New Zealand is privileged to have the Dalai Lama visiting our shores next week. It was a little disturbing, when I asked the Prime Minister a question in the House, yesterday, about whether she would be meeting the Dalai Lama, to be told by the Acting Prime Minister that the matter was still under consideration. I was concerned as this shows disrespect to such an important world leader. A leader in the Buddhist community worldwide and a Nobel Prize winner for his contributions to peace in trying to help solve the situation of the Tibetan people under Chinese rule and enable them to have full rights within a truly autonomous Tibet. I was disturbed, because this visit has been long in the making.
The Prime Minister’s office has known about the visit from the Dalai Lama for a couple of years, and it is now just a few days away from his arrival. Obviously, putting two and two together, one would think there has been considerable pressure from the Chinese Government, which was certainly the case in Australia. The pressure there initially convinced the Australian Prime Minister, John Howard, and also the leader of the Australian Labor Party, Kevin Rudd, not to meet the Dalai Lama. But after a huge public outcry – of which the Australian Greens Party was a part, particularly in the form of Senator Bob Brown – the Prime Minister John Howard suddenly found a little space in his diary, and the leader of the Labor Party, Kevin Rudd, also seems to have found space in his diary, to meet the Dalai Lama. That is very good, although, as an indication of the pressure from the Chinese Government, a spokesperson came out and expressed its “strong dissatisfaction and staunch opposition to the Australian side for allowing the Dalai Lama to (come to) Australia to engage in splittist activities,” — “splittist activities”, despite the fact that the Dalai Lama accepts that Tibet will not be completely independent, but will be, in his view, fully autonomous within China. Obviously, the Chinese officials are taking an interest here, too. The Green Party was visited and asked whether we would be seeing the Dalai Lama. Of course we are, and we will be part of a reception hosted by the Hon Nick Smith on behalf of the Parliamentary Lobby Group for Tibet next Tuesday afternoon at 3.30 p.m. I hope there is a good turn-out of MPs at that event.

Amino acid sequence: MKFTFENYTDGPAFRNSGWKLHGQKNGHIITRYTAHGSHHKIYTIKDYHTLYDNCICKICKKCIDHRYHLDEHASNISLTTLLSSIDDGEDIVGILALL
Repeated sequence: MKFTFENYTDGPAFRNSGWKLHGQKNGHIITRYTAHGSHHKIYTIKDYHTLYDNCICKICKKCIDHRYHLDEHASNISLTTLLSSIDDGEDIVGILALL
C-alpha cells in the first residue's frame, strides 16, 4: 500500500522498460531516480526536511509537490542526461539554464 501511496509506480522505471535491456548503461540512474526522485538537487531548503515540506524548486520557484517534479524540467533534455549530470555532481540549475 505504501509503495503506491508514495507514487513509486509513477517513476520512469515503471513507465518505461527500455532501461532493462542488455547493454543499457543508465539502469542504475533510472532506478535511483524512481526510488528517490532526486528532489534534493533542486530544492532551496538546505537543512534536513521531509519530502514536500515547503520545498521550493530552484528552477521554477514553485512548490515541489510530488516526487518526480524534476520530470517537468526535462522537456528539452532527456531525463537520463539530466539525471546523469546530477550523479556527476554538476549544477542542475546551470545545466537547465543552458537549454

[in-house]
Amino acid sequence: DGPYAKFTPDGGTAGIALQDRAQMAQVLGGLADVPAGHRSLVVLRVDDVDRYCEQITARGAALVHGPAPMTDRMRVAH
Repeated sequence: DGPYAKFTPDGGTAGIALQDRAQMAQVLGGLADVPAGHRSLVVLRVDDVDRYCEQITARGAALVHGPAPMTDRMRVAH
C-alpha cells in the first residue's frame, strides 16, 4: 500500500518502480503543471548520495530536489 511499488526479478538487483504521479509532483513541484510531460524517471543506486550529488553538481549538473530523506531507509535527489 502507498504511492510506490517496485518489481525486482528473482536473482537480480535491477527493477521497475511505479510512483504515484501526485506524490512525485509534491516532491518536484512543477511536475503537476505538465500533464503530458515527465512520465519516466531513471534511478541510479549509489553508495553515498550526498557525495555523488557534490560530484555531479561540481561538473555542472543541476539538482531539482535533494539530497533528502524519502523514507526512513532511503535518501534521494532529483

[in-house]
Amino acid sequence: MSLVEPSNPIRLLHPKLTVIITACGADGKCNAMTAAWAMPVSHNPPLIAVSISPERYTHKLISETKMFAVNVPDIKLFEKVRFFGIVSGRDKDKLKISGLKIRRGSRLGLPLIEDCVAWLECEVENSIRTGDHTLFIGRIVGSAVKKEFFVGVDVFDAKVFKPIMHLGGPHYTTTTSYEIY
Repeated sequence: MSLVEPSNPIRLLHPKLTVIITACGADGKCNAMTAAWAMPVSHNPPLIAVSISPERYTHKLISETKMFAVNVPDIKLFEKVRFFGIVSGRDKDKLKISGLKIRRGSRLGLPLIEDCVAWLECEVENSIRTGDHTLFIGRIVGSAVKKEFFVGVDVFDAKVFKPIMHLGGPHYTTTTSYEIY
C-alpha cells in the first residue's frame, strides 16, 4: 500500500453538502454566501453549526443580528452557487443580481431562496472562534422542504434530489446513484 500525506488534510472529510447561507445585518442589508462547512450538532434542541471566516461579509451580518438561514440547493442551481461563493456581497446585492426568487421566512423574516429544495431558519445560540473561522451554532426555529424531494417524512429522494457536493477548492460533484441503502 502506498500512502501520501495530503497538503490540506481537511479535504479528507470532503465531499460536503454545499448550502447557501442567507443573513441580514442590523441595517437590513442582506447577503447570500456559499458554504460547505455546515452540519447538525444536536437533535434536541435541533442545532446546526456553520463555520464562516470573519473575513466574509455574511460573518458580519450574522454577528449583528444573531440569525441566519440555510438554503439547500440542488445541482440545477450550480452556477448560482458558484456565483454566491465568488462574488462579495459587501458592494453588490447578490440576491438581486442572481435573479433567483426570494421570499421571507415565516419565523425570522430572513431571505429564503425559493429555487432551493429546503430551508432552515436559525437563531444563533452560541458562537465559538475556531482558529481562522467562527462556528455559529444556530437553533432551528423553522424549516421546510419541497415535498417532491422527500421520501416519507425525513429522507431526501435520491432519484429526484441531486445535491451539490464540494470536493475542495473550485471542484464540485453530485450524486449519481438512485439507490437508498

I think it is important that the Prime Minister meets the Dalai Lama, because if she does not it could be taken as the beginning of a slippery slope. All sorts of interpretations could be put on the situation, such as that it is because of the economic power of China. It could be interpreted that somehow in the background is the issue of the free-trade agreement and that we do not want to upset the Chinese too much in terms of pursuing that.
I still have hopes that the Prime Minister will meet the Dalai Lama. Yesterday in the House in question time, the Acting Prime Minister, Michael Cullen, told me he thought the Dalai Lama said he was coming here as a religious leader not a political leader. I think this coment was used last time a Government leader met the Dalai Lama a year or two ago – that they were meeting, but not in the Dalai Lama’s capacity as a political leader. It is true that the Dalai Lama does not have a formal political title, but he does represent the political aspirations of the Tibetan people to self-determination within China. When one reads his speeches, it is clear they are very much political speeches promoting a peaceful middle-way. In that respect he is seen, politically, as not only a religious leader internationally but a leading political figure.
Another thing I will be doing is putting a notice of motion on the Order Paper so that Parliament can recognise the visit of the Dalai Lama and welcome his visit here, as other Parliaments have done.